Wildcat bankers or political failure? The Irish financial pantomime, 1797–1826

Research output: Contribution to journalArticle


Using a new biography of banks, we examine the stability of Irish banking from 1797 to 1826 by constructing a failure rate series. We find that the ultimate cause of the frequent and severe banking crises was the crisis-prone structure of the banking system, which was designed to benefit the political elite. There is little evidence to suggest that wildcat banking or the failure of the Bank of Ireland to act as a lender of last resort were to blame. We also find that the main economic effect of the episodic crises was major diminutions in the money supply.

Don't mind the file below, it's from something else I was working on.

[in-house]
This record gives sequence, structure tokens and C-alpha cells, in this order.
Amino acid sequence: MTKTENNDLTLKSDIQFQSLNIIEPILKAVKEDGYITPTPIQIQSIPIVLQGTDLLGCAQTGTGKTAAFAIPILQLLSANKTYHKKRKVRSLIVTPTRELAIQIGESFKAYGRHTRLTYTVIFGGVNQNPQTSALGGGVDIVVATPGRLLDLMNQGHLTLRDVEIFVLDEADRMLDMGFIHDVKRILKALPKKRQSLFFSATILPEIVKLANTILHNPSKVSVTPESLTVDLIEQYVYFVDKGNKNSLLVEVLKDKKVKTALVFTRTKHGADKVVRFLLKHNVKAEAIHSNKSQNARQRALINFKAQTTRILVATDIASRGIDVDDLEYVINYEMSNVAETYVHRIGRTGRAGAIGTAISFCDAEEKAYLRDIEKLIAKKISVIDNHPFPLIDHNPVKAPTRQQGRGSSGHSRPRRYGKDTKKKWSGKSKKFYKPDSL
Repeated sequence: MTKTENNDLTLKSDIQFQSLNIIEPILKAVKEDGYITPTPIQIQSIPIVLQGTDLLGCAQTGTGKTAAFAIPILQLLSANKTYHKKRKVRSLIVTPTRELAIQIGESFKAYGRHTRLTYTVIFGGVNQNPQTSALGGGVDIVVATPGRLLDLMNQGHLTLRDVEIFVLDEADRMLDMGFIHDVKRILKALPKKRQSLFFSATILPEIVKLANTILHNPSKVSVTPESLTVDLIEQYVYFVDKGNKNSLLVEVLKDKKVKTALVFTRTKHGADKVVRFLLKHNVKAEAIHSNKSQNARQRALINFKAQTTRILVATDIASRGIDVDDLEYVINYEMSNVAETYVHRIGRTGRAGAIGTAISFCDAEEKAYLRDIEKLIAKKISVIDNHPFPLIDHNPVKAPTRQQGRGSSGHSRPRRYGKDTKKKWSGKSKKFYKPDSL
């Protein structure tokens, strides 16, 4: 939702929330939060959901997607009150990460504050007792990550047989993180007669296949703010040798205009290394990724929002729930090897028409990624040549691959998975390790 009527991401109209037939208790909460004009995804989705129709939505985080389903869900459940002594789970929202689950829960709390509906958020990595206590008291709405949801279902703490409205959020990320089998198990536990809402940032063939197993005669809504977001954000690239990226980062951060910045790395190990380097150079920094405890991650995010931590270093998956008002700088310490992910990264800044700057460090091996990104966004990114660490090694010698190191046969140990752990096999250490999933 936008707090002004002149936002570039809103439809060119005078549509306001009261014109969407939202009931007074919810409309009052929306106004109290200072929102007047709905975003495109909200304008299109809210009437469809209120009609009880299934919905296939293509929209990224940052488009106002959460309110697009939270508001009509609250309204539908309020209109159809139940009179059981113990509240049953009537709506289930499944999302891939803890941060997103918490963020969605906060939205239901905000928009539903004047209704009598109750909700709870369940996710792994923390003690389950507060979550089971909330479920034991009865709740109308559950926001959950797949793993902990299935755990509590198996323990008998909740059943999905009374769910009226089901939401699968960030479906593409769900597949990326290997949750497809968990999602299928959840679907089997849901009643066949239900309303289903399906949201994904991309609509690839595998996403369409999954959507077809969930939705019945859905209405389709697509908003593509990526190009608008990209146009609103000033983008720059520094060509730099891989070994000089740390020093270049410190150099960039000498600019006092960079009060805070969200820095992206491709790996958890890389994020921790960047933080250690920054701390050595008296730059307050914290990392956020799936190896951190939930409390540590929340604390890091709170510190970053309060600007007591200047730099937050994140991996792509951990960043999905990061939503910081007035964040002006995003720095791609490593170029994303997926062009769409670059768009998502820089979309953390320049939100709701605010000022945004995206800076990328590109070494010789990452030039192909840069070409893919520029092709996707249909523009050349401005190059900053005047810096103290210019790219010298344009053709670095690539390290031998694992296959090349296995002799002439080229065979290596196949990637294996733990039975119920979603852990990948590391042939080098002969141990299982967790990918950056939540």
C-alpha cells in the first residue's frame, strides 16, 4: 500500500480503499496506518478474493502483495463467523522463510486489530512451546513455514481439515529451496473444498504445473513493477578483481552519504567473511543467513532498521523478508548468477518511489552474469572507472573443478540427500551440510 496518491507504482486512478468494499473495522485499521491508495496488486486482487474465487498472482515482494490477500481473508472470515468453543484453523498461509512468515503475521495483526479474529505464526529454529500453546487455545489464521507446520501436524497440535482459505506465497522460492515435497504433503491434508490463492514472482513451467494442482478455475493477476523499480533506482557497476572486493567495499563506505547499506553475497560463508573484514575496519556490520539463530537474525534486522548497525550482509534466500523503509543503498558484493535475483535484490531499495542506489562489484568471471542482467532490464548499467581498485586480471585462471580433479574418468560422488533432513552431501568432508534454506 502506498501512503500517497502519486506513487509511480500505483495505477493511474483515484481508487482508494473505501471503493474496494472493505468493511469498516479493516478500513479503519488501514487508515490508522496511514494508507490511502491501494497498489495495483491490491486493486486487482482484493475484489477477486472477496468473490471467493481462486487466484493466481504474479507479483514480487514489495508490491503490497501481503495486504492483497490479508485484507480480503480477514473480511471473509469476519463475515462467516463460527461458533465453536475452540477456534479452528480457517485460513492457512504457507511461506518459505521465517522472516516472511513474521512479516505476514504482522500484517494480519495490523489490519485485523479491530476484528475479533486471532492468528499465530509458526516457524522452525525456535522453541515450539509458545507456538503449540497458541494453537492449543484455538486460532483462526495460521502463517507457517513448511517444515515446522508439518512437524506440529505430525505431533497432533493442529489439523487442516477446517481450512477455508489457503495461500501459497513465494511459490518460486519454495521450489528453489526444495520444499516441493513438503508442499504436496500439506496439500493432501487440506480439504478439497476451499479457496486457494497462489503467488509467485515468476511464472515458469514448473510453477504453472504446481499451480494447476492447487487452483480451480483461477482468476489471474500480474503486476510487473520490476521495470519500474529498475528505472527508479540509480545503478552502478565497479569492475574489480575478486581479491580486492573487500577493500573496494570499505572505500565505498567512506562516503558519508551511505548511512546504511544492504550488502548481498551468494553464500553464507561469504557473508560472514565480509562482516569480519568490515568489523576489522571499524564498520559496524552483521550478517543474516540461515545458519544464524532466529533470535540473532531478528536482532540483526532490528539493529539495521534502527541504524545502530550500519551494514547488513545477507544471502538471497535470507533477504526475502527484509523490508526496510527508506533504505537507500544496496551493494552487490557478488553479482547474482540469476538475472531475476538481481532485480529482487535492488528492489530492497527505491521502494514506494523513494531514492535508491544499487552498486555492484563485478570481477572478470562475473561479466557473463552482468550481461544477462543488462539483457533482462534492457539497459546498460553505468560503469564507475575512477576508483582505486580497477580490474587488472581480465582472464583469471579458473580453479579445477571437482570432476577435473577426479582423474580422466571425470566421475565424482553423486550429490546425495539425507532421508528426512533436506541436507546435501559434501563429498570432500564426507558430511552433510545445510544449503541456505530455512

External organisations
  • Queen's University Belfast
Research areas and keywords

Subject classification (UKÄ) – MANDATORY

  • Economic History
  • Economics


  • Banking stability, Political economy, Private banks, Ireland, Banking crises
Original languageEnglish
Article numberhez010
Number of pages56
JournalEuropean Review of Economic History
Publication statusPublished - 2019 Dec 8
Publication categoryResearch